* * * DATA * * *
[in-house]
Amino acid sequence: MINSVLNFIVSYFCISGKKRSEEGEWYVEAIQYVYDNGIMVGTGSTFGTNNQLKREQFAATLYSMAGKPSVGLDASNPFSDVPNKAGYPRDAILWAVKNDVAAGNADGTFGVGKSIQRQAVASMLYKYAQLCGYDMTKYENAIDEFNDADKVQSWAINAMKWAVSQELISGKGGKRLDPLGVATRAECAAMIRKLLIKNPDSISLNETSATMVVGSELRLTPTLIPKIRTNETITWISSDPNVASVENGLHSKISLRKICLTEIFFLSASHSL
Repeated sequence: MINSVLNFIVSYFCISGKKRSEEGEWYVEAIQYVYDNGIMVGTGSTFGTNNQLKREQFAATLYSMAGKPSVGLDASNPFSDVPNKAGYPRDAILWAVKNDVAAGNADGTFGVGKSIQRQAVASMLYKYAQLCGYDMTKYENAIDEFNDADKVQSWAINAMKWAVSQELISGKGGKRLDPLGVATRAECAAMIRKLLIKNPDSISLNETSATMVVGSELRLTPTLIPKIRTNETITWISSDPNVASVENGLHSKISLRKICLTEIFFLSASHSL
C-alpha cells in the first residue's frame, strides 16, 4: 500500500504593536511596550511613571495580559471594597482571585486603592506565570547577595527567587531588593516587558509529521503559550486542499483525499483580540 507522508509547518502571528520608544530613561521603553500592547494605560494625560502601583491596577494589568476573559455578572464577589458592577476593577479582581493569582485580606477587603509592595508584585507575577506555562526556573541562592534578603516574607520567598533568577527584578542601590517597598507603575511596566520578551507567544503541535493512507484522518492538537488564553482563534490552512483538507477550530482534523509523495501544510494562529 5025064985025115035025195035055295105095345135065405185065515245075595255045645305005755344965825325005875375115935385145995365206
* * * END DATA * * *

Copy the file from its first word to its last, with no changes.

[in-house]
Amino acid sequence: MINSVLNFIVSYFCISGKKRSEEGEWYVEAIQYVYDNGIMVGTGSTFGTNNQLKREQFAATLYSMAGKPSVGLDASNPFSDVPNKAGYPRDAILWAVKNDVAAGNADGTFGVGKSIQRQAVASMLYKYAQLCGYDMTKYENAIDEFNDADKVQSWAINAMKWAVSQELISGKGGKRLDPLGVATRAECAAMIRKLLIKNPDSISLNETSATMVVGSELRLTPTLIPKIRTNETITWISSDPNVASVENGLHSKISLRKICLTEIFFLSASHSL
Repeated sequence: MINSVLNFIVSYFCISGKKRSEEGEWYVEAIQYVYDNGIMVGTGSTFGTNNQLKREQFAATLYSMAGKPSVGLDASNPFSDVPNKAGYPRDAILWAVKNDVAAGNADGTFGVGKSIQRQAVASMLYKYAQLCGYDMTKYENAIDEFNDADKVQSWAINAMKWAVSQELISGKGGKRLDPLGVATRAECAAMIRKLLIKNPDSISLNETSATMVVGSELRLTPTLIPKIRTNETITWISSDPNVASVENGLHSKISLRKICLTEIFFLSASHSL
C-alpha cells in the first residue's frame, strides 16, 4: 500500500504593536511596550511613571495580559471594597482571585486603592506565570547577595527567587531588593516587558509529521503559550486542499483525499483580540 507522508509547518502571528520608544530613561521603553500592547494605560494625560502601583491596577494589568476573559455578572464577589458592577476593577479582581493569582485580606477587603509592595508584585507575577506555562526556573541562592534578603516574607520567598533568577527584578542601590517597598507603575511596566520578551507567544503541535493512507484522518492538537488564553482563534490552512483538507477550530482534523509523495501544510494562529 5025064985025115035025195035055295105095345135065405185065515245075595255045645305005755344965825325005875375115935385145995365206